The leaders at super-agency, London and Partners, pledged to work closely with our team at EDC to ensure that a potential visit in 2017 is mutually beneficial and showcases both long-term opportunities and measurable results. Additional meetings with Tech London Advocates (a large Connect-like network that supports London's start-up community), OneNucleus (a small BIOCOM-like entity that brings together London's life sciences companies) and MedCity London (a large network of well-funded life sciences incubators that have been spinning out new biotechnology and medical technology companies for almost a decade) confirmed that the interest in San Diego's biotech, high-tech and startup communities has never been higher.
We had a final meeting with a fascinating NGO called Nesta, where we explored the opportunity for San Diego to be included in some of their research and benchmarking efforts with other major global cities. It turns out they have been looking to engage more with cities in North America...sometimes timing is everything.
Looking back at my week overseas, my key takeaway is just how much our geographic proximity to Mexico and our strong regional collaboration with our partners in Tijuana/Baja have become key to our global identity. And at a time when the world is hearing international news reports of divisive and hateful rhetoric coming from one of our nation's Presidential candidates, the realities of Tijuana and San Diego working together and supporting each other have never meant more to our region and our nation's reputation abroad. We were told as much at the end of just about every meeting we had.
So I truly hope we will be returning to London in 2017 to see our two mayors open up a new connectedness between our highly innovative cities. I hope that business and university leaders from throughout our region will be there with us to generate new investment, trade and strategic partnerships. And I also hope that our partners and friends from Mexico will be right there by our sides—as always—continuing to show the world what binational leadership and collaboration looks like. I believe this can be one of the most important overseas missions our region will ever embark on. And I am certain that the results will pay off in more ways than we can possibly measure.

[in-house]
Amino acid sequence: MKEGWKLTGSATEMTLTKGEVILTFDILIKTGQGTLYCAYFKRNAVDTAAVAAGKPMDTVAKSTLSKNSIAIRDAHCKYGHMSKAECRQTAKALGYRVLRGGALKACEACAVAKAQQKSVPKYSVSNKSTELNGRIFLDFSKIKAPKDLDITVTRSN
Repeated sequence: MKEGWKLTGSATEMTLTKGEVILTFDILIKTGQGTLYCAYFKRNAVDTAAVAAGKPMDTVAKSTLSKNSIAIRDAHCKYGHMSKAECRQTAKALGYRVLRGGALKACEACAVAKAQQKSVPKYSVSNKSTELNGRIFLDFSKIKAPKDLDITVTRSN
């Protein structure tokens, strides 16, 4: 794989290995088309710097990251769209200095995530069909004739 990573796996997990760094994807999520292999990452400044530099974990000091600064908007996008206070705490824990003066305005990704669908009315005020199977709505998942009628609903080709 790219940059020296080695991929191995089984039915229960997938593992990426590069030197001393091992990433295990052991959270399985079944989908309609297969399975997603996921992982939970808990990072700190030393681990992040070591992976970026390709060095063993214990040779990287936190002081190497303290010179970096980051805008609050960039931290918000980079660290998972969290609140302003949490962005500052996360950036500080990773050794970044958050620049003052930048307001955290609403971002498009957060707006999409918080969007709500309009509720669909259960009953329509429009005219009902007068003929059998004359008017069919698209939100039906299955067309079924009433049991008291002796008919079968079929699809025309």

So as our #GlobalSD campaign marches on, we want to once again thank all of our partners and investors who are continuing to make it all possible. And if you see Mayor Faulconer, don't forget to remind him how much you appreciate, support and encourage his leadership in these efforts.
This is part of a weekly series featuring a profile on one of the 2016 MetroConnect Program companies. MetroConnect is dedicated to helping local San Diego businesses go global and is presented by JPMorgan Chase.
According to a policy brief released by National University System Institute for Policy Research, 114 San Diego-based breweries and brewpubs generated $851 million in sales last year and employed more than 4,500 workers. Ranking second Best Beer Cities in America and taking home big wins at Del Mar’s 10th Annual International Beer Festival, San Diego is clearly making strides in the craft brewing scene. Aptly, our next MetroConnect company profile highlights a successful local brewery that hopes to take their San Diego story (and beer) abroad.
After making the switch from insurance to craft brewing, UC San Diego alum Jeff Silver opened Rough Draft Brewing Company in 2011. The company’s mission is to create innovative, high-quality craft beers worth sharing with those who love beer as much as they do. Rough Draft now has more than a dozen options on constant rotation available in their tasting room, from the Freudian Sip Strong Ale to the Barrel-aged Emboozlement Tripel.
Having recently expanded capacity into the facility next door, Rough Draft is well-prepared to grow its global reach beyond its current exports to Canada and Australia, with a new focus on Mexico, Spain, Japan and Korea. The company plans to leverage the MetroConnect Program to make distributor connections and comply with label regulations, as well as support travel necessary to promote its product internationally.
Silver states, “In manufacturing, there are typically two problems you always face: not making enough and not selling enough. With our capacity expansion, we have ‘making enough’ covered. Now, with the support of the World Trade Center San Diego and MetroConnect, we look forward to seizing opportunities that come with expanding to new global markets.”